In October this year, Unilever’s new chief executive Hein Schumacher proclaimed that purpose could be an “unwelcome distraction” for brands. “Not every brand should have a social or environmental purpose. And we don’t want to fit that on brands unnecessarily,” he told the Financial Times.
The announcement was significant in the fact that Unilever had previously attributed purpose to significant growth, announcing in 2019 that “brands taking action for people and planet grew 69% faster than the rest of our business last year” and that going forward “every Unilever brand will be a brand with purpose”. And in terms of Dove, its purpose approach continues apace, with this year seeing the brand directly attacking social media for its impact on women and girls’ self-esteem via an ad campaign.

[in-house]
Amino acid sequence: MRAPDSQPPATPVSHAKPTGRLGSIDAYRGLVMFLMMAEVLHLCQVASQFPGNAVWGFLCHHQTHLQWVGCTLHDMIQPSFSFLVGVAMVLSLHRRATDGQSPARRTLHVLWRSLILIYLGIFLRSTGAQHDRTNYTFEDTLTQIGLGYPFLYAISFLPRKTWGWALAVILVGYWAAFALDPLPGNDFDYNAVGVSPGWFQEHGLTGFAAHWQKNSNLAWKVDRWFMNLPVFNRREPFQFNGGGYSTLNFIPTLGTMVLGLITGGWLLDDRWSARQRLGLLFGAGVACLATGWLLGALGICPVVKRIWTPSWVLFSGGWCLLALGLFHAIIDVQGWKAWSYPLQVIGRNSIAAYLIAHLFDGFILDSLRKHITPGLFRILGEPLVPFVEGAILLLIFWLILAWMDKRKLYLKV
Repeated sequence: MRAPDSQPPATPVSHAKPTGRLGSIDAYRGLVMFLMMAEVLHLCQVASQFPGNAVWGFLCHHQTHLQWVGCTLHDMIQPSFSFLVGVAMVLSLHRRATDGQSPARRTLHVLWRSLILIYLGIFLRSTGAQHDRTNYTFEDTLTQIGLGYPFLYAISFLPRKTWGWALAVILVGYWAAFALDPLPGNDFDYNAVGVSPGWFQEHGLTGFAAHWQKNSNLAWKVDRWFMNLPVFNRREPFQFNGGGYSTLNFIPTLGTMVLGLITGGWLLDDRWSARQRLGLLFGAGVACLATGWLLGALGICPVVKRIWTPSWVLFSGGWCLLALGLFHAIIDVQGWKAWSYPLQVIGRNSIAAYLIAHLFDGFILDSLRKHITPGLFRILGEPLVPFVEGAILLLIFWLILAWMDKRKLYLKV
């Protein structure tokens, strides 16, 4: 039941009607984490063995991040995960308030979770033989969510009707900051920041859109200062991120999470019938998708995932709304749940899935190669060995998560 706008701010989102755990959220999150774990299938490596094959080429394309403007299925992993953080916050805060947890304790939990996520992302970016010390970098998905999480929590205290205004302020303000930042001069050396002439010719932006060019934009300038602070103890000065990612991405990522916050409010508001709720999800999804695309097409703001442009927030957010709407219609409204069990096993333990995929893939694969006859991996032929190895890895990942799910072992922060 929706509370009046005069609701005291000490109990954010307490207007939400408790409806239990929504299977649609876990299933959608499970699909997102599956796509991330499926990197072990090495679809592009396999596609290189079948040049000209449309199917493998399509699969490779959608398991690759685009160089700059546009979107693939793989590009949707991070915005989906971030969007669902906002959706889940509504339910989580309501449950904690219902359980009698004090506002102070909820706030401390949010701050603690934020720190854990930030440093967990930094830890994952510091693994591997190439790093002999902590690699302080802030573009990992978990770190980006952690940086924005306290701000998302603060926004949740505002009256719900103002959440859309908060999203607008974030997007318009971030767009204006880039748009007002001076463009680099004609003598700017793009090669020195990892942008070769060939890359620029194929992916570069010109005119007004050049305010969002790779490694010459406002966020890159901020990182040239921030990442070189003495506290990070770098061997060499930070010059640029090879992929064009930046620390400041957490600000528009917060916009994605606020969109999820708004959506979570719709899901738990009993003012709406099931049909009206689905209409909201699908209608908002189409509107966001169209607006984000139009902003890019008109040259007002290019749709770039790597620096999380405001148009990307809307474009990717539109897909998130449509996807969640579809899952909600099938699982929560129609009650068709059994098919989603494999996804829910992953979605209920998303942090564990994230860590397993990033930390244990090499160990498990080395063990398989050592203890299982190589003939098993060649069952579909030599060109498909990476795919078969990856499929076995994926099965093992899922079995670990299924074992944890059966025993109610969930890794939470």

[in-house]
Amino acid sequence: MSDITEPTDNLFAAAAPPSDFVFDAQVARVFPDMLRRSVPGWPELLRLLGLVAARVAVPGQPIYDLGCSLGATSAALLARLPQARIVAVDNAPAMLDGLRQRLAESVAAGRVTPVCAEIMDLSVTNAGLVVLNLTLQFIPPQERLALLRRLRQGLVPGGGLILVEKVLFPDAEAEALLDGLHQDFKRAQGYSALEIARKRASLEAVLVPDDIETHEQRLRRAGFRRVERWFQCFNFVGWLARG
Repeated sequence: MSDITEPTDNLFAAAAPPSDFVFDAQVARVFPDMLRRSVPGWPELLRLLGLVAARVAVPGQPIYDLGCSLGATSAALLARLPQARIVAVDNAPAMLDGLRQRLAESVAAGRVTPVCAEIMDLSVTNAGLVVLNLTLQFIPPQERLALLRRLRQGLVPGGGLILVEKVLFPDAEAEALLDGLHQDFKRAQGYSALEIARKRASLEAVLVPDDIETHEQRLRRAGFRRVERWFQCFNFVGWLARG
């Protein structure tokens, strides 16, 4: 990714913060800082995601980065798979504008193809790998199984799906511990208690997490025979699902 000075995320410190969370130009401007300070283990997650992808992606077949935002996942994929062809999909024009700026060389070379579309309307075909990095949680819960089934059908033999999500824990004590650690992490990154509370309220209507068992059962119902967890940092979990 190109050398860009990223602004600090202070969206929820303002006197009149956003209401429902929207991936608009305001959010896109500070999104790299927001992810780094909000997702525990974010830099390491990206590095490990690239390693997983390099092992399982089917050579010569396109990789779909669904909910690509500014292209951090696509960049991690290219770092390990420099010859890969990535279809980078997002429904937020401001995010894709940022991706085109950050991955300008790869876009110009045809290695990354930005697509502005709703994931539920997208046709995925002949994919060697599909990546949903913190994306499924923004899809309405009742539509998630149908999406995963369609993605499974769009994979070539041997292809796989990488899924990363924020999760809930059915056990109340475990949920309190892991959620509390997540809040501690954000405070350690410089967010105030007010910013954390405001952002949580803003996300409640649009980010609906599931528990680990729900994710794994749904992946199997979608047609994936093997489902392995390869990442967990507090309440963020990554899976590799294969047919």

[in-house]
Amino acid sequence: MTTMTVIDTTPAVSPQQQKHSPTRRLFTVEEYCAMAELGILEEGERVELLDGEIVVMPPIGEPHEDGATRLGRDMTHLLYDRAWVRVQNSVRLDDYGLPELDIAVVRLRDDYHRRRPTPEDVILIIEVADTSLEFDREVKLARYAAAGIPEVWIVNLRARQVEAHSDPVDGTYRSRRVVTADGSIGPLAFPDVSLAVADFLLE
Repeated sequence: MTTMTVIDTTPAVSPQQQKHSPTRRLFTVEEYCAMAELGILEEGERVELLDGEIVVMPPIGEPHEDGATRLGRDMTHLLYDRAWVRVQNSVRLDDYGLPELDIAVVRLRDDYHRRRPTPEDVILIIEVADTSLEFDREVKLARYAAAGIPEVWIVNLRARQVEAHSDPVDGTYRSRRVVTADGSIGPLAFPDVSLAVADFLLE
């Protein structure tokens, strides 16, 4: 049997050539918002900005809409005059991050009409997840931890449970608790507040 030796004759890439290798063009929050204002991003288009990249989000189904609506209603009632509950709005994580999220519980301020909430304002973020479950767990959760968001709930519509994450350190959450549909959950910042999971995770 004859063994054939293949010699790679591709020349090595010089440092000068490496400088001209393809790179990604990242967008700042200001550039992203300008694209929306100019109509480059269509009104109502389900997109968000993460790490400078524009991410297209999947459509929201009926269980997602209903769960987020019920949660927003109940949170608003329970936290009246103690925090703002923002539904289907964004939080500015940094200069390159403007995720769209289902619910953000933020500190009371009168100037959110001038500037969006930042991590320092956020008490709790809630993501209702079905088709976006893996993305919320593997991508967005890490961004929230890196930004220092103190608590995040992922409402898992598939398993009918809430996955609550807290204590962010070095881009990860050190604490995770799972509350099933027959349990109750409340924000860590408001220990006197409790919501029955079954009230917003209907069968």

Brand purpose has weathered many storms since it came to prominence around a decade ago, with brands including Pepsi and Gillette receiving angry responses to campaigns that were deemed to be patronising or preachy. But these controversies did little to dampen the allure of social purpose for marketers. Instead, it has taken the combination of a cost of living crisis, a new set of badly received campaigns (in particular for Bud Lite), and stricter regulation against greenwashing to see the industry begin to turn away from the purpose marketing movement. Perhaps tellingly, we’ve even seen glimpses of a backlash at advertising award ceremonies, which have been dominated by ‘advertising for good’ in recent years.